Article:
‘Lusa Lân’ draws inspiration from, in the words of the sleeve notes, “one of the saddest, most haunting folk songs in the Welsh canon”. Its theme contains quite a sting in its tail as the protagonist, a lover remembering the happy times he spent with his beloved, then beseeches her to visit the grave to which he is bound. The arrangement is sparse, drawing strongly on Welsh traditional folk music, while Manas’ violin, swooping and soaring around the melody, does a splendid job of bridging the two cultures, bringing out nuances of the lyric in a most unusual and effective way.

Sadness of a more bittersweet kind – hiraeth, that particularly Welsh sense of yearning, of homesickness, almost – permeates the very fibres of ‘Guzur Jaayenge Jab Din (Hiraeth)’. Set against Tauseef’s contribution, in which the poet hopes that, even if the world should end, his love will be remembered, the arrangement flows gently, at peace with the world, while Sanjoy’s guitar fills add optimism and a sense of hope for an uncertain future.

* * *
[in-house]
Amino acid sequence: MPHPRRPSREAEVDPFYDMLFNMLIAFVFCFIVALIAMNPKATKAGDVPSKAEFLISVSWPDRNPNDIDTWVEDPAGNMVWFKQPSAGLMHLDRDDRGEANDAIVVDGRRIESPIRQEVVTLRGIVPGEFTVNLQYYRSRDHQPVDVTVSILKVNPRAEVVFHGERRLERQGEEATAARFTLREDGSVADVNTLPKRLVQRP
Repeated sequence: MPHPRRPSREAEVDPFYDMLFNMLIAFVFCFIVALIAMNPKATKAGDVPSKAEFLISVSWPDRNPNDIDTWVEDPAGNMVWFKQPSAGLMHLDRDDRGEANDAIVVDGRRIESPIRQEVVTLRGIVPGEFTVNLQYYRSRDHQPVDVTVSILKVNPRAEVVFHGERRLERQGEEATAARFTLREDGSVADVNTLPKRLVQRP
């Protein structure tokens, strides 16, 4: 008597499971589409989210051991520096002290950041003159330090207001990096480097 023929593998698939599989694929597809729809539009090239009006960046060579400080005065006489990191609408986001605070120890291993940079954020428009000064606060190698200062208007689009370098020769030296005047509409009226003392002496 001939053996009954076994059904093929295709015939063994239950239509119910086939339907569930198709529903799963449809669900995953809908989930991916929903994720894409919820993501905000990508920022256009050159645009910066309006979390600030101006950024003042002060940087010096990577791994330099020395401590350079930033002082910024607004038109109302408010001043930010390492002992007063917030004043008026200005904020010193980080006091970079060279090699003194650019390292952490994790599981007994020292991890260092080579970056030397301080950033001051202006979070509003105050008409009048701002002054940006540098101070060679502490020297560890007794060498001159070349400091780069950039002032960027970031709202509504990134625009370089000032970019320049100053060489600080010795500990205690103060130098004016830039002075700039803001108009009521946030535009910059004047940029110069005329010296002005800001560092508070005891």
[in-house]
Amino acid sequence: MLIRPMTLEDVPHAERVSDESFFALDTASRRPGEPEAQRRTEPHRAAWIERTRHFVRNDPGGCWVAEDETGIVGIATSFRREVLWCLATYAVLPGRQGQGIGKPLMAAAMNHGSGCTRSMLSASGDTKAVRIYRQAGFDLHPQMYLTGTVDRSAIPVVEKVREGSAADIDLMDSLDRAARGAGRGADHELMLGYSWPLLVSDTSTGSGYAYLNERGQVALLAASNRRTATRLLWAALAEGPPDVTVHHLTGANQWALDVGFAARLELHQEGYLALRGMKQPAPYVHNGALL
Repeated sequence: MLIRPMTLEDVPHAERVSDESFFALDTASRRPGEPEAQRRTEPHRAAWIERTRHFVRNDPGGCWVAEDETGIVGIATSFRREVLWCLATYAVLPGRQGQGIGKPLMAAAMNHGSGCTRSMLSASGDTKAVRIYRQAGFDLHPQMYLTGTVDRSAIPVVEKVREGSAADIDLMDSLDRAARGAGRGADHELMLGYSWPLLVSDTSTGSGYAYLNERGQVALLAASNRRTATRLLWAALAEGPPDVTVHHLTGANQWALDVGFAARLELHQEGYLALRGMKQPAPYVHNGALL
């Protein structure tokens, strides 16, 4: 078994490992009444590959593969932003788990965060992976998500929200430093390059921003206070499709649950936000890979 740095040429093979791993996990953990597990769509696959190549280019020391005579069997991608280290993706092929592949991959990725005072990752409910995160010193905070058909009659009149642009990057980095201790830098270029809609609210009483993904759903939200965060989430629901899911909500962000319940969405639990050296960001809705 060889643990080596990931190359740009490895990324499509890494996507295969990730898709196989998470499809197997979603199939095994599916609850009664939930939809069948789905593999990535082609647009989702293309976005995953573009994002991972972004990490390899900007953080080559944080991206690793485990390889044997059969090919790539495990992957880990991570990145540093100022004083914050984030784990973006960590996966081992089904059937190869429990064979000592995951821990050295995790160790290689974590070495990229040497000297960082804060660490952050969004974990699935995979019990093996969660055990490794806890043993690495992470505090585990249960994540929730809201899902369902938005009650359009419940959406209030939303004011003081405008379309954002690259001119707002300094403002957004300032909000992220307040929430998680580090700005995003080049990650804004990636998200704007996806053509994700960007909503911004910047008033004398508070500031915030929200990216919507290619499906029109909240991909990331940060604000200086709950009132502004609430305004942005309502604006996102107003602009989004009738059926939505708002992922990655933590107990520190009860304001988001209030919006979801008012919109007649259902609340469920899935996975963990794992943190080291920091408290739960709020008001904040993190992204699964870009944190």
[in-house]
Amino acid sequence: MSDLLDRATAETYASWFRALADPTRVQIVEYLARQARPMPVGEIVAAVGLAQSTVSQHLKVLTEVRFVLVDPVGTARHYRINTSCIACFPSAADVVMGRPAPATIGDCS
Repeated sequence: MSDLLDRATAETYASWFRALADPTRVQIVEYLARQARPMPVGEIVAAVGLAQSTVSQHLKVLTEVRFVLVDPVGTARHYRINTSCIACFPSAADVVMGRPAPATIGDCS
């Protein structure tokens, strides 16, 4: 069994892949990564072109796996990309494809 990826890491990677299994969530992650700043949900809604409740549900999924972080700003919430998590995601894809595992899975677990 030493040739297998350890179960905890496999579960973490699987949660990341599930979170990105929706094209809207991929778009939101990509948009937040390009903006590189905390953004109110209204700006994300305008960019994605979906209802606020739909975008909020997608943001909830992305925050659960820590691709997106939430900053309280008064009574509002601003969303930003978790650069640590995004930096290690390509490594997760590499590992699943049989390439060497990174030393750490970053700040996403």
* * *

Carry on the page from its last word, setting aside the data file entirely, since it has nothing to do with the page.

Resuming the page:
The album draws to its end with ‘Jugnu Ke Sitara Tha (Hen Ferchetan)’, its most ambitious weaving together of the different cultural strands. Originating in Punjabi, the form of poetry known as Mahiya is renowned for contemplating love by means of naturalistic imagery in order to perceive beauty. It finds a contrast in a traditional Welsh song in which a spinster is mocked for her unmarried status but, undaunted, goes on to find love nevertheless. Musically, it combines elements of both heritages in a real equilibrium and brings the record to a fittingly upbeat conclusion.

Ghazalaw is a fascinating project which more than succeeds in its aim of connecting two apparently divergent and ancient cultures, using the ebb and flow between voices, instruments and sounds to great effect in a hypnotic and immersive listening experience. Through its focus on the pleasures and pains of love, it finds many similarities and is a timely reminder that humanity is global and we have much more in common that’s worth celebrating, than reasons for fighting against each other.

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Originally posted at Folk Radio UK (02 February 2016)